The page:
Gov. Jared Polis on Tuesday closed Colorado bars for in-person service — after allowing them to reopen at limited capacity on June 19 — due to the increasing spread of the novel coronavirus.

The move comes as Colorado has seen COVID-19 cases increase in the past two weeks. Other states experiencing surges in infections have also shut down bars. Polis announced the move during an afternoon press conference.

“Whether you personally go to bars or not, just understand that they are important for many people in our state… but there is not a way that we have found for them to be a reasonably safe part of people’s lives during the month of July in our state,” Polis said.

Bars will have 48 hours to close but can continue to sell alcohol to-go or by delivery. Bars that also sell food “and function as restaurants,” according to the Governor, can stay open for in-person service so long as they keep patrons seated at tables spaced six feet apart, without mingling.

Justin Anthony, who owns multiple Denver bars, had just finished putting the final touches on a patio expansion for one of his Larimer Street businesses, American Bonded, when he found out that bars and clubs would be closing again.

While some of his spots offer food and won’t be affected by the new round of closures, others will need to change their business model yet again to stay open.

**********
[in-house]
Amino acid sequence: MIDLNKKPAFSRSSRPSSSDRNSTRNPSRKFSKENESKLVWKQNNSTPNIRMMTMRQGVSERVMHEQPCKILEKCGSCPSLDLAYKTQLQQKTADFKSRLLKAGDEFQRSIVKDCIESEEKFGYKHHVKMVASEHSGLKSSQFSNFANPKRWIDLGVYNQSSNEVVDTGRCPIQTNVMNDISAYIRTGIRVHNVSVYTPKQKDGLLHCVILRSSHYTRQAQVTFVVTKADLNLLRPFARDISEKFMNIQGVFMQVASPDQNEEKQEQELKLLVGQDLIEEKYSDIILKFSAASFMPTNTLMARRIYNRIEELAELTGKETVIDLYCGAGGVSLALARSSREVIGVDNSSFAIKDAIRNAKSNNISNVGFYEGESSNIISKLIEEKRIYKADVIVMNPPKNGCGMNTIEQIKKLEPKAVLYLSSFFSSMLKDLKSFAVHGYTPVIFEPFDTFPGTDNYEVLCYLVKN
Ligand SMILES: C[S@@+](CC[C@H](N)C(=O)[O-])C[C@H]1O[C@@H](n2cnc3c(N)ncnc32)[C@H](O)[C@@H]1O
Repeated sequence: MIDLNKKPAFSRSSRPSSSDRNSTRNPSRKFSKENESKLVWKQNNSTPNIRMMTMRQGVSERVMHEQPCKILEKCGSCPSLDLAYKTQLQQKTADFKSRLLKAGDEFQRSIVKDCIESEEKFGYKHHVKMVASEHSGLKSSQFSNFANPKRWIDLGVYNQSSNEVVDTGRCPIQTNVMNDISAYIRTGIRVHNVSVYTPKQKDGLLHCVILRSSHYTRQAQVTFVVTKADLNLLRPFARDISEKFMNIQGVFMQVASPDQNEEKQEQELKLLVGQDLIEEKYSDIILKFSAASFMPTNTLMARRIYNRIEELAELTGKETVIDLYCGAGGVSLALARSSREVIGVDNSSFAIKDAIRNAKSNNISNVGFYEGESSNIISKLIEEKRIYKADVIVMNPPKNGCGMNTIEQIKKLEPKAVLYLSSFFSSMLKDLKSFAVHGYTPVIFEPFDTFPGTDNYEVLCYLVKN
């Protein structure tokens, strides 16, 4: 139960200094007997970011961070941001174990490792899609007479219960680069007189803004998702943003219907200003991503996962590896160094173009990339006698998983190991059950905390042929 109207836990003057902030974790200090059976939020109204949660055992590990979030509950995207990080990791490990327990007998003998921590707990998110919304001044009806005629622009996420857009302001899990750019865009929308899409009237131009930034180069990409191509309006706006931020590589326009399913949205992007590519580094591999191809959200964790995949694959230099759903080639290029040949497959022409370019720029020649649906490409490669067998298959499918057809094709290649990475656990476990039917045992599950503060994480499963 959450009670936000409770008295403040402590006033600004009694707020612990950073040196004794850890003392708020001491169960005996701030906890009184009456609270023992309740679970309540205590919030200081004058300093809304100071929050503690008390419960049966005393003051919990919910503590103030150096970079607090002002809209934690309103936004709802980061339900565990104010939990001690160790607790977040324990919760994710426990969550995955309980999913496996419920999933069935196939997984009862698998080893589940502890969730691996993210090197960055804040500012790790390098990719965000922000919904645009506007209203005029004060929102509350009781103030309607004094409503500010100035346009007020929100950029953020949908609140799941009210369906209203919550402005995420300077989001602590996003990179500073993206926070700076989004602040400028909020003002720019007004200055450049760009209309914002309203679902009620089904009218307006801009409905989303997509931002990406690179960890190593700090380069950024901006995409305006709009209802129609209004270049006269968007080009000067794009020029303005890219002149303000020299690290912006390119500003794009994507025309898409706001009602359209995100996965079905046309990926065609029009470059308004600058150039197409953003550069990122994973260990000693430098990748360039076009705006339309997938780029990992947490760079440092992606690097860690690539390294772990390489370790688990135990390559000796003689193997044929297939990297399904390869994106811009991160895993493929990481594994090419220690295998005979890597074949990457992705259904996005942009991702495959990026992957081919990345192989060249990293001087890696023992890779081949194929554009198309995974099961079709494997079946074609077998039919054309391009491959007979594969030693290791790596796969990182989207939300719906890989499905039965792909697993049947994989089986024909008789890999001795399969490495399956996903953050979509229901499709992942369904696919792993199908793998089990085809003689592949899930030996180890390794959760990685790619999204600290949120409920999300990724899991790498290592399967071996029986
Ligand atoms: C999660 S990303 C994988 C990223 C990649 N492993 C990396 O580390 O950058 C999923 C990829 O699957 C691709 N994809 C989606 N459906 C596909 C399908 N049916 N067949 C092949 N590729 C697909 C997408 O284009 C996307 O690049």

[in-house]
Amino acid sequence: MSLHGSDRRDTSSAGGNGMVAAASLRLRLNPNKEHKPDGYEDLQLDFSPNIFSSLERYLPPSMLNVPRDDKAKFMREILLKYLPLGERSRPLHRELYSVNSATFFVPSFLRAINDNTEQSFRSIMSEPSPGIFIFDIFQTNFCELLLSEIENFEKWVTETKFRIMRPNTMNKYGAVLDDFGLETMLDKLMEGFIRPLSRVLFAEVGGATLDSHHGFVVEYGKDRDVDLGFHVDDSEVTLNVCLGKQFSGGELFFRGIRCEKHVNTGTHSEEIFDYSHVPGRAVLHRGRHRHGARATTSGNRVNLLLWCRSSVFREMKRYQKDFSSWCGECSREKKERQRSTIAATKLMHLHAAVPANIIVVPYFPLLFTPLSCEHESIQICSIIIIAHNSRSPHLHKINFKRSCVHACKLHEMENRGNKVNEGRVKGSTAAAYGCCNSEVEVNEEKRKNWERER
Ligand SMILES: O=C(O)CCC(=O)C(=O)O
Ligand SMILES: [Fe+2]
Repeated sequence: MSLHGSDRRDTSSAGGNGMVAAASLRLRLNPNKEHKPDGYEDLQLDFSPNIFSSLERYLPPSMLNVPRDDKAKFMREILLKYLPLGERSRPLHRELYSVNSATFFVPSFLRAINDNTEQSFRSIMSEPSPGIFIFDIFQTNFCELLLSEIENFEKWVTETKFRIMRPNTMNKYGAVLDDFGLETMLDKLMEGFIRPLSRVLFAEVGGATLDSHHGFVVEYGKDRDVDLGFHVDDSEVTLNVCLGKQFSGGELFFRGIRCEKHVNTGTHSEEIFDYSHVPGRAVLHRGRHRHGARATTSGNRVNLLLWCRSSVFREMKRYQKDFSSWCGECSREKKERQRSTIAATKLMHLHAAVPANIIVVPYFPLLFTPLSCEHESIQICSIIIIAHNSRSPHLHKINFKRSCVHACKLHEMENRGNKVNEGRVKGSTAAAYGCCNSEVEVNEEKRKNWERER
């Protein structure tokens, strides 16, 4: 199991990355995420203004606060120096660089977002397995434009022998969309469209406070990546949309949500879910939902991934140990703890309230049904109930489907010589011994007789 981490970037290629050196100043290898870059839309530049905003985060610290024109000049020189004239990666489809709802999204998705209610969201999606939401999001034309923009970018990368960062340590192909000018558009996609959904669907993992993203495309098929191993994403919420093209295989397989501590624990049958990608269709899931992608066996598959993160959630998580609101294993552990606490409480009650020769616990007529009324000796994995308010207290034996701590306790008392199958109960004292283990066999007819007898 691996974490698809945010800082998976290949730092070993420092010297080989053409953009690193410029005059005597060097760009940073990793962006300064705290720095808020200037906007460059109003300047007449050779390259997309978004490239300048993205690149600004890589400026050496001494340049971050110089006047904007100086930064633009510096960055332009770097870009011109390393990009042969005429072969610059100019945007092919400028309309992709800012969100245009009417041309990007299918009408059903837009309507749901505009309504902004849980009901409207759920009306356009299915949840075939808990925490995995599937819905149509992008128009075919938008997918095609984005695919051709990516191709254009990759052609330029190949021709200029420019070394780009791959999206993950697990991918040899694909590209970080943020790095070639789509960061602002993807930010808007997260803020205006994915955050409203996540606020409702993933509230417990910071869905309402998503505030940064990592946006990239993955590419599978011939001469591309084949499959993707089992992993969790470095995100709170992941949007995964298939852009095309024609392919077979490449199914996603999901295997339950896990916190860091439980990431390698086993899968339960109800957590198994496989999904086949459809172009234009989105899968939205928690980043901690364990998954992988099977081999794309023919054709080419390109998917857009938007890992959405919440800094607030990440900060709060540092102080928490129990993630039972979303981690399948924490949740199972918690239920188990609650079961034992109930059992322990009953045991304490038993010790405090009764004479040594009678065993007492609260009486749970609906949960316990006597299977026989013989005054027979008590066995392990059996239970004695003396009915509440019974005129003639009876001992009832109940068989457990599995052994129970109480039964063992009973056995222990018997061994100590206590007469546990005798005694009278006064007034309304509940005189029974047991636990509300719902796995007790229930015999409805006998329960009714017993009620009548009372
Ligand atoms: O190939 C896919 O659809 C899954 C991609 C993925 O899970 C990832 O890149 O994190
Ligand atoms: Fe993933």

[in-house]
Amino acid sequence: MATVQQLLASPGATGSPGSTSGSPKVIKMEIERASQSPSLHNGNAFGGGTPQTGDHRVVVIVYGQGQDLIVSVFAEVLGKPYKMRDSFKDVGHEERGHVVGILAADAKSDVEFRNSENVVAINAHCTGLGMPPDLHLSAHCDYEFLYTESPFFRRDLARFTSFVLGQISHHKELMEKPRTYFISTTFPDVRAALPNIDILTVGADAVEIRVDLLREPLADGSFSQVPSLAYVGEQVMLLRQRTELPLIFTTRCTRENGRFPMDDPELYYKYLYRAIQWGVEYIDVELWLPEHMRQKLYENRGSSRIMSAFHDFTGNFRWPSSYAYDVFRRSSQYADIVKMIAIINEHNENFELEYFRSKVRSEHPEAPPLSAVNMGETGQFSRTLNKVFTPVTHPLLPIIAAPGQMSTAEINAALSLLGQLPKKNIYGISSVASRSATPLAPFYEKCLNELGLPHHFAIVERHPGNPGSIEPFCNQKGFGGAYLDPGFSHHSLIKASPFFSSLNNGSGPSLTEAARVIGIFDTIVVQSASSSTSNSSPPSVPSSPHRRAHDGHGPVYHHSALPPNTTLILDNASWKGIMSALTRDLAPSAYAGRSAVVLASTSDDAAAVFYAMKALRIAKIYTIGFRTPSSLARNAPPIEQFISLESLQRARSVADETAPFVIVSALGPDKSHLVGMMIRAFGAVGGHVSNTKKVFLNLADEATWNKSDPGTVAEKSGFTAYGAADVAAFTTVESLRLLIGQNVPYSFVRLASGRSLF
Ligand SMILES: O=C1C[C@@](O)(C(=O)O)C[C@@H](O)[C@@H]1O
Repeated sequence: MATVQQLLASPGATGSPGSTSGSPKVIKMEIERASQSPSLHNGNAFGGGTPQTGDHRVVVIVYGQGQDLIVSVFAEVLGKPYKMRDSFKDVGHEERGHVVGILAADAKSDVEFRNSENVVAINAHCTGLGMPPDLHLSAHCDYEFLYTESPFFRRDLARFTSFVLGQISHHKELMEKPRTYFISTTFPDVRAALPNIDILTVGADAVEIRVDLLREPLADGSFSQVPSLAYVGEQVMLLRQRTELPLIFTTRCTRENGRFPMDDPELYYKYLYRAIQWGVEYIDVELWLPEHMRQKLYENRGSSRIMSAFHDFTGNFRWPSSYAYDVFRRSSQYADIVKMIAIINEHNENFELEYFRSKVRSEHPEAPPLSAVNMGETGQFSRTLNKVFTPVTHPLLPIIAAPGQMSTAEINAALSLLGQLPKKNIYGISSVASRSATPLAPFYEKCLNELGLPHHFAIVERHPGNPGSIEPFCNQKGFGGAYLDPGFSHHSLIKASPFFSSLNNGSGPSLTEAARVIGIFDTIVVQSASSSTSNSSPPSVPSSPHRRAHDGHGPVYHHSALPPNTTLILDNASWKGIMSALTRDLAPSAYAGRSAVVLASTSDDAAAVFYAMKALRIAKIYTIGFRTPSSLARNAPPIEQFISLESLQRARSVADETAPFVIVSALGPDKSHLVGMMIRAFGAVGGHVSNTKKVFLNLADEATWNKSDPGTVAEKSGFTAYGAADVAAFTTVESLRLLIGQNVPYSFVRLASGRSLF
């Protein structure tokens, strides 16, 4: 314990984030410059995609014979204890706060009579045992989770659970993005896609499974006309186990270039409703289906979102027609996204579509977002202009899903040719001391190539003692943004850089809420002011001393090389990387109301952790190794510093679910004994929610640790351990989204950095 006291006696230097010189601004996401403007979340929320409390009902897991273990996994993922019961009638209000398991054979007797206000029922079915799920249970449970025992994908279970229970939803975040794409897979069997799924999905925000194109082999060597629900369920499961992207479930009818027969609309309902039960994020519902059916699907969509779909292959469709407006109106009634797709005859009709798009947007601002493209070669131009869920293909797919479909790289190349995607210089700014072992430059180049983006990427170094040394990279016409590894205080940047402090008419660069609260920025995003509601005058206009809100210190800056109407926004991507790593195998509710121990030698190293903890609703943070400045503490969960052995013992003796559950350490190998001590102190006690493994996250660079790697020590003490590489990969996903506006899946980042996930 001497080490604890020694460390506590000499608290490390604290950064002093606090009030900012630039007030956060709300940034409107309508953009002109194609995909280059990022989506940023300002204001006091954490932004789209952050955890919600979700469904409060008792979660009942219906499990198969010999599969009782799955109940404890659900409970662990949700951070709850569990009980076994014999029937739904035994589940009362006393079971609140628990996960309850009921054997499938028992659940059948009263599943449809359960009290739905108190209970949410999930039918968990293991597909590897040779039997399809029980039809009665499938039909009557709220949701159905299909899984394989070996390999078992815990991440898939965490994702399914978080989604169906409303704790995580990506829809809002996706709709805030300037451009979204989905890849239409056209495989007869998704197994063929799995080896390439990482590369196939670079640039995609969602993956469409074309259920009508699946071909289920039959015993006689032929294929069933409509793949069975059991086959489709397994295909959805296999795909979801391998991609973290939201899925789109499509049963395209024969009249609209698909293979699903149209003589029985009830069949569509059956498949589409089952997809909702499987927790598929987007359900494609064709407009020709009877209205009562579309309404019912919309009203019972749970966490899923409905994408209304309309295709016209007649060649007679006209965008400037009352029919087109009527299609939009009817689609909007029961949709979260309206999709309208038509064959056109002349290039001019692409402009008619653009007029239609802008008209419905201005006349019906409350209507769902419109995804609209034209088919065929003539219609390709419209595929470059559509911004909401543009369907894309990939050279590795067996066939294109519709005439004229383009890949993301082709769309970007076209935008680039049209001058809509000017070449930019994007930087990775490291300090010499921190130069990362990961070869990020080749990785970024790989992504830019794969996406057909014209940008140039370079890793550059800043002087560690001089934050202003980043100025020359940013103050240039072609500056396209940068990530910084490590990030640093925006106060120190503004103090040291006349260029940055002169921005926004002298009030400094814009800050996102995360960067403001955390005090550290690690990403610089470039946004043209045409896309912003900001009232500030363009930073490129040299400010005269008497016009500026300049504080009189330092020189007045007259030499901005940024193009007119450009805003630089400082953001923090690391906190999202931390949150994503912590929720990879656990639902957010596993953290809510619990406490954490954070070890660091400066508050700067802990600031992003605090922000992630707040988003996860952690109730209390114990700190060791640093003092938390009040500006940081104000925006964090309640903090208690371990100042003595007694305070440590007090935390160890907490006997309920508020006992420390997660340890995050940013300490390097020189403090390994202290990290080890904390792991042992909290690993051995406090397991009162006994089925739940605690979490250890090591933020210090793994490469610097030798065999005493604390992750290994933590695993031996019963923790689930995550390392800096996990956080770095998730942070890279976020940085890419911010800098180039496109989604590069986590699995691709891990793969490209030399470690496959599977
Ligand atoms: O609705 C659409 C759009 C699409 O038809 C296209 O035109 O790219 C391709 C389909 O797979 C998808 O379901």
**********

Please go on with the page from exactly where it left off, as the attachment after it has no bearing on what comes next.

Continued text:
“It is a daunting prospect to go through all of the planning… to set up something that is not just inviting but safe. All of the considerations that you’ve never had before, and what happens if the plug is pulled?” Anthony asked.

Over the nearly two weeks that bars and clubs have been allowed to reopen for in-person service, Anthony said he’s watched some fellow operators break the rules consistently.

“It’s so unbelievably frustrating to see some of my peers jamming people in, not paying attention to this stuff,” Anthony said. “I don’t think it occurs to these people, if they are just chasing the maximum profit… they are doing their colleagues in the industry a great disservice. It’s so shortsighted. And if you’ve got a patron base that is totally disregarding (rules)… it is going to prevent them from having places to go out to.”

“You are ruining it for the rest of us,” he said of these businesses and their customers.

This is a developing story and will be updated as new information becomes available.  

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